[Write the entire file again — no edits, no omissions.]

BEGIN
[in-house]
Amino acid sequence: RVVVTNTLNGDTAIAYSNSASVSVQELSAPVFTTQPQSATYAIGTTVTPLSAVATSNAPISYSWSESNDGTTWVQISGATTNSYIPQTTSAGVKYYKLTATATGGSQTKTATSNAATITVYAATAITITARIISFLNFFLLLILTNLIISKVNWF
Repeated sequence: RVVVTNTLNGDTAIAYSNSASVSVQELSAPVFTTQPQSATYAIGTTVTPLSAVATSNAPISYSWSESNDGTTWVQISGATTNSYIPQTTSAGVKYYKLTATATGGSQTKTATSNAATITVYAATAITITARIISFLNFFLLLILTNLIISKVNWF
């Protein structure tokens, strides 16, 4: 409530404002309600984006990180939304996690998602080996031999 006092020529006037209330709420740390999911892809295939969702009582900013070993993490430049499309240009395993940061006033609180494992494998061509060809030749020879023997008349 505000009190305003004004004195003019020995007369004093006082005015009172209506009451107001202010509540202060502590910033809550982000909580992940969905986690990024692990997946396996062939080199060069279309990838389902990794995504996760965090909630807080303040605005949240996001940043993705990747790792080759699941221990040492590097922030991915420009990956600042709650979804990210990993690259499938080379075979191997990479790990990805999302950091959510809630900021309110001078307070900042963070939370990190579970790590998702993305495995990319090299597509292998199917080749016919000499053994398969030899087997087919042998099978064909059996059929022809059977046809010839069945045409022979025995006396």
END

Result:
[in-house]
Amino acid sequence: RVVVTNTLNGDTAIAYSNSASVSVQELSAPVFTTQPQSATYAIGTTVTPLSAVATSNAPISYSWSESNDGTTWVQISGATTNSYIPQTTSAGVKYYKLTATATGGSQTKTATSNAATITVYAATAITITARIISFLNFFLLLILTNLIISKVNWF
Repeated sequence: RVVVTNTLNGDTAIAYSNSASVSVQELSAPVFTTQPQSATYAIGTTVTPLSAVATSNAPISYSWSESNDGTTWVQISGATTNSYIPQTTSAGVKYYKLTATATGGSQTKTATSNAATITVYAATAITITARIISFLNFFLLLILTNLIISKVNWF
């Protein structure tokens, strides 16, 4: 409530404002309600984006990180939304996690998602080996031999 006092020529006037209330709420740390999911892809295939969702009582900013070993993490430049499309240009395993940061006033609180494992494998061509060809030749020879023997008349 505000009190305003004004004195003019020995007369004093006082005015009172209506009451107001202010509540202060502590910033809550982000909580992940969905986690990024692990997946396996062939080199060069279309990838389902990794995504996760965090909630807080303040605005949240996001940043993705990747790792080759699941221990040492590097922030991915420009990956600042709650979804990210990993690259499938080379075979191997990479790990990805999302950091959510809630900021309110001078307070900042963070939370990190579970790590998702993305495995990319090299597509292998199917080749016919000499053994398969030899087997087919042998099978064909059996059929022809059977046809010839069945045409022979025995006396």